Finding Time in a Culture of Busyness

Kristen Steegstra
Feb 10 2023 | Observaciones
Two women smiling at each other, one is using a laptop, at a communal workspace.

Business demands and change are ever increasing, and we don’t have time to do all the things we want to do.

When work and home are blurred, and we’re constantly distracted by interruptions – how can working smarter compete with information overload or the appeal of TikTok? Often the first to go by the wayside is focusing on our development. Most employees have 1% a week available for learning – and that’s only if we use this time to make progress. How can we, as leaders, help our teams focus on the things that matter?

Are we addicted to busyness?

We need to find our way through the noise, rather than getting stuck in a phenomenon known as the busyness paradox, a heightened state which shuts down our thinking brain. Our focus narrows, and we are “tunnelling”: only able to concentrate on immediate actions so we can fight fires, rather than focus on our strategic goals.

How many meetings have you been in that starts “I know everyone is really busy…”? This reinforces our addiction to busyness, and we show off overwork – to our boss, our team, our peers – as a badge of honor. As it’s hard to measure knowledge workers' productivity, we’re collectively using hours worked as the currency, despite long-term studies that show overworking as a risk for mental and physical health issues.[1] Oftentimes hours worked is being rewarded, rather than progress on important priorities, perpetuating the busyness cycle that we can’t snap out of.

Our own worst enemy

Overworking is having a negative effect on our health (for example, we could reduce mortality rates and annual health care costs if we worked less [2]). And it’s impacting our personal lives too.

A recent Deloitte study showed that 63% of employees and 73% of the C-Suite report they can’t disconnect from work, because of things like excessive work expectations or no one to cover their work. This leads to unproductive work behaviours we’ve all been guilty of, such as working while sick or regularly working round the clock. We use “being busy” as an excuse not to prioritise the things we know are important to us personally.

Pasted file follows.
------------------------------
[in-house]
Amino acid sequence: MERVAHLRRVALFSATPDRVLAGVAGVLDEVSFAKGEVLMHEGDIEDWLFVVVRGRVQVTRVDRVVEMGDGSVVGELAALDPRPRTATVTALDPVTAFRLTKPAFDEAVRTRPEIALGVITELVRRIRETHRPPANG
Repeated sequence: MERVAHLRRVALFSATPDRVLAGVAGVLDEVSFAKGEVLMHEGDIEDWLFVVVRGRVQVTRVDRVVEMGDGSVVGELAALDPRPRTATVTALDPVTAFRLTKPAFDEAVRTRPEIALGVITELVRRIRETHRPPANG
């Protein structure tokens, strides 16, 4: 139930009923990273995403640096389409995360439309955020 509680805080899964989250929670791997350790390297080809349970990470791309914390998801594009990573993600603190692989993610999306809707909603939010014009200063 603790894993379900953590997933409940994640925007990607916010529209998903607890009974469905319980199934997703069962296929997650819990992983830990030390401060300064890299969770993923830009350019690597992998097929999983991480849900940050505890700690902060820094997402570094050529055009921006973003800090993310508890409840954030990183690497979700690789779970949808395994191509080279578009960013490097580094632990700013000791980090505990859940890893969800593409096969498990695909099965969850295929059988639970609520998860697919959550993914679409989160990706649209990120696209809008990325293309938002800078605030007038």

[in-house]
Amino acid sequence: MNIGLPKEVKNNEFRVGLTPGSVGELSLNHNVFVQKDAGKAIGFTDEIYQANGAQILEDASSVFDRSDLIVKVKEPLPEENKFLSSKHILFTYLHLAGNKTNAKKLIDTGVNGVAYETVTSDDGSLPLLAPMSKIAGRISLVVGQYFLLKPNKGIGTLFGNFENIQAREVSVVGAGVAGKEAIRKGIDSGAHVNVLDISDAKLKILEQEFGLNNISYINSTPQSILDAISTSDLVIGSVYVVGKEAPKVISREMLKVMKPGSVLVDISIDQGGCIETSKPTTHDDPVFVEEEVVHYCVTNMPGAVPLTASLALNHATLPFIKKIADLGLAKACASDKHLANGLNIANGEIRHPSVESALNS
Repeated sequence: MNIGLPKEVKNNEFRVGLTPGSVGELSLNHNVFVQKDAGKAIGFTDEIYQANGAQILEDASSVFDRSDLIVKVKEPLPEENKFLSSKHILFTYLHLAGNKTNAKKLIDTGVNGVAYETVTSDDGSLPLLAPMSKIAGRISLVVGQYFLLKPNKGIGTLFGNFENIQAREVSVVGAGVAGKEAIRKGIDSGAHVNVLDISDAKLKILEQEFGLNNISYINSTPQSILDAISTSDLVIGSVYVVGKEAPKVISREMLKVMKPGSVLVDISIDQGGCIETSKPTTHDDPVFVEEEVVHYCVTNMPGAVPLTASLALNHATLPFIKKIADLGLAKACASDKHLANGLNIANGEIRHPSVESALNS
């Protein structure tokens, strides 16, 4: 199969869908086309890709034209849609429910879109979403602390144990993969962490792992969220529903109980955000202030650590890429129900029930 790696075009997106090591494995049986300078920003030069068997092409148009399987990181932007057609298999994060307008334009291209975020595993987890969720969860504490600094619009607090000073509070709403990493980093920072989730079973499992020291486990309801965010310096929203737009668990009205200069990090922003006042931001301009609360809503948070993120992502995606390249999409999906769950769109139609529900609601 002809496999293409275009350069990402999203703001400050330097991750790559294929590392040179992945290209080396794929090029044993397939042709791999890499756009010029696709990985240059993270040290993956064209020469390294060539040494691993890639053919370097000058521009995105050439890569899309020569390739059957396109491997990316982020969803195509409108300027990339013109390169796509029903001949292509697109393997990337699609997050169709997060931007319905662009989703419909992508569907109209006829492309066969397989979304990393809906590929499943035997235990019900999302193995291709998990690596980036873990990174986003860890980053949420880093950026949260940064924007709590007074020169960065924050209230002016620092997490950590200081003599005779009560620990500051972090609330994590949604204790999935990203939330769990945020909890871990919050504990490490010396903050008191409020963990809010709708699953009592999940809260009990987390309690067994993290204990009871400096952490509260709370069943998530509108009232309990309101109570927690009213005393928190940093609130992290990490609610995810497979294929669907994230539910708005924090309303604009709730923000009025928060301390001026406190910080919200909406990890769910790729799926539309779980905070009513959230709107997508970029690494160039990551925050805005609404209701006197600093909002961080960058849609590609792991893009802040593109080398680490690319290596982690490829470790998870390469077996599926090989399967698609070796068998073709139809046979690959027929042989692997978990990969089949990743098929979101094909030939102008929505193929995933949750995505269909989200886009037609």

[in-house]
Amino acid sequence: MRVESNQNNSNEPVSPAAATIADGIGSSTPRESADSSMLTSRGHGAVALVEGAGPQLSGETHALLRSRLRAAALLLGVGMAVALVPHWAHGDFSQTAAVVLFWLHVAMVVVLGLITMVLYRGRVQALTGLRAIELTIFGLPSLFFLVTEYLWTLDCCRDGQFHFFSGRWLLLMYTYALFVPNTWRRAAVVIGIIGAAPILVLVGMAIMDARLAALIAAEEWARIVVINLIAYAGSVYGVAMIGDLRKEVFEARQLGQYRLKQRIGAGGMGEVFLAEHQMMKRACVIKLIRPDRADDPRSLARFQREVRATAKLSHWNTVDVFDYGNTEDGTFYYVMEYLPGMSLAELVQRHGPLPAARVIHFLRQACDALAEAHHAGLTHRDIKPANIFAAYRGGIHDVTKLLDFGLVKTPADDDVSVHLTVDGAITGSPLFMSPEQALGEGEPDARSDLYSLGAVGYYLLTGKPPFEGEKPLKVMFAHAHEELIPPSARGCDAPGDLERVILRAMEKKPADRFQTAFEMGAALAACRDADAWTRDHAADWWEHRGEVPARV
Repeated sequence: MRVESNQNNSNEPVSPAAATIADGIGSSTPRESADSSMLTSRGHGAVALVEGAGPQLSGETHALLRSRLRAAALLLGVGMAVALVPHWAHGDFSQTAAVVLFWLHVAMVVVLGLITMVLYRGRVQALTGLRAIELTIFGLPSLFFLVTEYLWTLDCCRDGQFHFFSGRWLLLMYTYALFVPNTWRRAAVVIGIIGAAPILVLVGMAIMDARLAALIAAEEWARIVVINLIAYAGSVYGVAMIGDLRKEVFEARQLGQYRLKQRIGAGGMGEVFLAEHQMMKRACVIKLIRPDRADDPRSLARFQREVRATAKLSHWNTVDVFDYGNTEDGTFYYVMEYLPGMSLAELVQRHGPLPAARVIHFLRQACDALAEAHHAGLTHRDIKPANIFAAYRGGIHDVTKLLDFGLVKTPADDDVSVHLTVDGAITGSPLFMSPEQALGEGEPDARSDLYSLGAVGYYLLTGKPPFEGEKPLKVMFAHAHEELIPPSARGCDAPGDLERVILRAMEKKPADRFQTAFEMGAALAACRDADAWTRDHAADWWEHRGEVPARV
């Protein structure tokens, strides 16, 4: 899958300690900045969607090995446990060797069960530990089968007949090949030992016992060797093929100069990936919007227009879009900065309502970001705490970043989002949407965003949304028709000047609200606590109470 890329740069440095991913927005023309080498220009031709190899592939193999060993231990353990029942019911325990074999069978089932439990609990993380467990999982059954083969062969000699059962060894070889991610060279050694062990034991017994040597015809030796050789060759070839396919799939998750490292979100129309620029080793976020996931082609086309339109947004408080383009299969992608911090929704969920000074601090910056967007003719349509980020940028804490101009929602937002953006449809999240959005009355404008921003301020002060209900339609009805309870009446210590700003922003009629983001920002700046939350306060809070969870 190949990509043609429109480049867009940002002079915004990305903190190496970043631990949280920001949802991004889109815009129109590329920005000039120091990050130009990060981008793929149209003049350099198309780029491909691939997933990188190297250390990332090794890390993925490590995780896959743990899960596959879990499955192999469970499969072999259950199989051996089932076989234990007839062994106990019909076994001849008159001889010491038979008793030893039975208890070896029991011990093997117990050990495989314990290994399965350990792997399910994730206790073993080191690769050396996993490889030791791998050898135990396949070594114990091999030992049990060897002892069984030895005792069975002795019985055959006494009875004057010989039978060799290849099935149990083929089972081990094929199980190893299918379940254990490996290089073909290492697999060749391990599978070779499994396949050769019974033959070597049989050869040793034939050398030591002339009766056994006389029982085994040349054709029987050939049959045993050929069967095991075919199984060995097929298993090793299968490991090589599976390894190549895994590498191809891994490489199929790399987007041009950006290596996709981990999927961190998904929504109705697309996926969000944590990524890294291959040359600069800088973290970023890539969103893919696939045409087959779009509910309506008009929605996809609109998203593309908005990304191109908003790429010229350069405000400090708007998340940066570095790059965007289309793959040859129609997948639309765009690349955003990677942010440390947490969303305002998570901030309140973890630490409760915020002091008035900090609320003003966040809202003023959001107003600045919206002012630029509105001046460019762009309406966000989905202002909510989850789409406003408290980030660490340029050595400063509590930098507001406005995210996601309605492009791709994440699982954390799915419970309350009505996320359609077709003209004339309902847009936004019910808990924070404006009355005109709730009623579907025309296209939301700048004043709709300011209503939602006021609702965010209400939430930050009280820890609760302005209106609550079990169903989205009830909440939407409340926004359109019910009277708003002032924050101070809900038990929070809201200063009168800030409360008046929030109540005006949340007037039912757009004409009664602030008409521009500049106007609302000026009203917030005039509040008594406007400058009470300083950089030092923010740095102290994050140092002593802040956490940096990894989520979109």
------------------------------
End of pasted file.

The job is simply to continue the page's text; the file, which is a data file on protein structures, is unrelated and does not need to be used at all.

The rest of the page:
Culture of busyness

We start early, stay glued to our desk all day, leave late and answer emails in the evening – our current mental model is always-on. We aren’t going to find more time – we need to get smarter at what we do – and this starts from the top. Leaders who always say “I’m busy” may not realise this is the organisational culture they are setting. Sending late night emails or working on days off sends social signals that others around them feel pressure to mimic. We have a responsibility to create healthy working environments and help make time for learning and growth.

The time is now

Now is the time to re-set the norm and create new mental models in our organization by visibly and intentionally taking lunch breaks, using our vacation, and saying no to work that’s distracting us from our goals.

One way to embed positive habits is by working with a trusted coach who’ll keep you accountable for making the changes stick. They can help you build constructive leadership behaviors coaching is proven to increase, like increasing your ability to delegate so you have more time for strategic work.[3] No-one ever came out of a coaching session feeling it was a waste of time. You’ll come out with steps to start changing your culture for the better.